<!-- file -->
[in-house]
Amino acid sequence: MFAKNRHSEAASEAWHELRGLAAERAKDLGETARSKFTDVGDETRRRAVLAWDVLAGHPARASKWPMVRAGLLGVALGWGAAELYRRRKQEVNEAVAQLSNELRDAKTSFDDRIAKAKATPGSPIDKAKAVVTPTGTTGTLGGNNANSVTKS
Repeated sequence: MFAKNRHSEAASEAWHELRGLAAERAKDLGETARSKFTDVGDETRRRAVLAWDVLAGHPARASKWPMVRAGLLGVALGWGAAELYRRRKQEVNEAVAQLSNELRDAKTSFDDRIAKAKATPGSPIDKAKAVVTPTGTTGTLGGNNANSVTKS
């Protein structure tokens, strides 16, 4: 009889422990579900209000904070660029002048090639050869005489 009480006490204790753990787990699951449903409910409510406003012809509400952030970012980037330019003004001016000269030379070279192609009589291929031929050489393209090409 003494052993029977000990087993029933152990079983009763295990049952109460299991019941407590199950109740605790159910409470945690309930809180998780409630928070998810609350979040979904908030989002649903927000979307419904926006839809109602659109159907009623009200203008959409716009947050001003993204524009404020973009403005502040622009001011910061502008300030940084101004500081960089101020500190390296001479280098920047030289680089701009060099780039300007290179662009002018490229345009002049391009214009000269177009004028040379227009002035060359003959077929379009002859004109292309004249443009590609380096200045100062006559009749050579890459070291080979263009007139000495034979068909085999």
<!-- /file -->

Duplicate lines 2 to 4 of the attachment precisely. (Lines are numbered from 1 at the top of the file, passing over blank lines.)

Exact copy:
Amino acid sequence: MFAKNRHSEAASEAWHELRGLAAERAKDLGETARSKFTDVGDETRRRAVLAWDVLAGHPARASKWPMVRAGLLGVALGWGAAELYRRRKQEVNEAVAQLSNELRDAKTSFDDRIAKAKATPGSPIDKAKAVVTPTGTTGTLGGNNANSVTKS
Repeated sequence: MFAKNRHSEAASEAWHELRGLAAERAKDLGETARSKFTDVGDETRRRAVLAWDVLAGHPARASKWPMVRAGLLGVALGWGAAELYRRRKQEVNEAVAQLSNELRDAKTSFDDRIAKAKATPGSPIDKAKAVVTPTGTTGTLGGNNANSVTKS
């Protein structure tokens, strides 16, 4: 009889422990579900209000904070660029002048090639050869005489 009480006490204790753990787990699951449903409910409510406003012809509400952030970012980037330019003004001016000269030379070279192609009589291929031929050489393209090409 003494052993029977000990087993029933152990079983009763295990049952109460299991019941407590199950109740605790159910409470945690309930809180998780409630928070998810609350979040979904908030989002649903927000979307419904926006839809109602659109159907009623009200203008959409716009947050001003993204524009404020973009403005502040622009001011910061502008300030940084101004500081960089101020500190390296001479280098920047030289680089701009060099780039300007290179662009002018490229345009002049391009214009000269177009004028040379227009002035060359003959077929379009002859004109292309004249443009590609380096200045100062006559009749050579890459070291080979263009007139000495034979068909085999």